“…There are two ways through life, the way of nature and the way of grace. You have to choose which one you’ll follow.

Terrence Malick

“Grace doesn’t try to please itself. Accepts being slighted, forgotten, disliked. Accepts insults and injuries. Nature only wants to please itself. Get others to please it too. Likes to lord it over them. To have its own way. It finds reasons to be unhappy when all the world is shining around it. And love is smiling through all things.”


Memories of My Grandmother

After 90 years of life, my Grandma Helen passed away last week. For her funeral, people came from all over different parts of the country and halfway across the world to celebrate her life and the unique gifts she’s given each of us — her children, grandchildren, and great-grandchildren. My cousins and I remembered visiting her on the farm, exploring vast open spaces, swimming in the cow trough in the summer, chasing the chickens, swinging from ropes tied to the trees, and sledding down a sea of snow dunes over Christmas holidays. These and more of some of the memories shared at her funeral.

My most distinct childhood memory of my grandmother comes in the form of the painting above, which hung over her dinner table. I would stare at it for hours while I was supposed to be eating my peas. I immediately felt the seriousness, the devotion, and the sacred silence present in her home. As a child, I thought of those as both frightening and boring. But as I grew up and watched her age, I saw it as the beautiful foundation to my grandmother’s life of faith.

“I know how to live on almost nothing or with everything. I have learned the secret of living in every situation, whether it is with a full stomach or empty, with plenty or little. For I can do everything through Christ, who gives me strength.”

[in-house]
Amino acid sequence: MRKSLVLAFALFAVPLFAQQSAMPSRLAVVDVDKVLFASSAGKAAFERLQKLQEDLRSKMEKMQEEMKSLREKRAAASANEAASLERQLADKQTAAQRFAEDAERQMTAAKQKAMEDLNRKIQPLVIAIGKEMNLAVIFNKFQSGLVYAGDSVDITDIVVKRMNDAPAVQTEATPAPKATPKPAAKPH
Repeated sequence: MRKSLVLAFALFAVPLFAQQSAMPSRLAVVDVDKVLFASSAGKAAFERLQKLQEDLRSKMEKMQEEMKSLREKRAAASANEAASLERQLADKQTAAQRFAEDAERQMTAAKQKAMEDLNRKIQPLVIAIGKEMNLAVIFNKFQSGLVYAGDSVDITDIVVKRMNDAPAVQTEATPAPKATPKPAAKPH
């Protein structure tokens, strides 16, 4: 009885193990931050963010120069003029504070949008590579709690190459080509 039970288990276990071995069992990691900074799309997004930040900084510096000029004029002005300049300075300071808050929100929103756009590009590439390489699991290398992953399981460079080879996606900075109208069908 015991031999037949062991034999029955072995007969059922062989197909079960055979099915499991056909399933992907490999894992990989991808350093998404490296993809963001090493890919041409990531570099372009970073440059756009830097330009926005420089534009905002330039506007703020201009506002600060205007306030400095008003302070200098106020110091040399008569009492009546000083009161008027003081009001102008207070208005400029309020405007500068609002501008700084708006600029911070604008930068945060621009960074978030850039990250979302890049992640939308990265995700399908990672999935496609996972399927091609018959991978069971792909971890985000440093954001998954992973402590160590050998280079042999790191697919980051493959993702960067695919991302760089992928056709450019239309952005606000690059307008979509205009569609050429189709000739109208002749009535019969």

Philippians 4:12-13

She was warm and unassuming, with a thin frail frame. She was consistently kind, good-humored, full of spirit and a little spunk (someone in the family nicknamed this spunk, “Helen sass”). Her hair was as white as a cotton ball. Her voice would hum with a little crackle in the back. She would quote and sing the Psalms. She forgave those who wronged her. She did not shame. She grieved for those she loved and lost. She preserved. She remained present and happily engaged with whoever was in front of her. These graces only grew in her with age.

When 1st Corinthians 13 was read out loud at the funeral, it was clear the word “love” could easily be replaced with “Grandma” and it would be equally true. Grandma Helen was patient, kind, not jealous or boastful or proud or rude. She did not demand her own way. She was not irritable; she kept no record of being wronged. Grandma did not rejoice about injustice but rejoiced whenever the truth wins out. She never gives up, never loses faith, is always hopeful, and endures through every circumstance. My grandmother had come to live almost every part of her life inside love’s reach. She became intertwined with love itself. Isn’t that what it means to become one with God?

Her Last Conversation with Me

Shortly before she died, I had rare opportunity to visit her by myself. Usually, I would be with my dad or have the kids with me. But this day, I was alone with her at the nursing home. When I came to her room, she was sitting in her chair, awake in complete darkness. The lights were off (I remember hearing my aunt was concerned this was a warning sign of depression). Grandma perked up when she saw me and what followed was the best conversation we’ve ever had together.

I shared tears with her for the first time as I got to express the true gift she has given our family. She was the moral center of our tribe, always shining a bright light further up the path of life. She believed a man could change before he did.  And for the most part, her faith and perseverance paid off. When we were lost, which was true of all of us at one time or another, we were able to find our way back home. Everything good could be traced back to her. I told her, “Because of you, and your presence in our lives, everyone in our family is a better version of themselves.”

Grandma Helen

She leaned over to share with me her wisdom, and went on to describe the nature of contentment.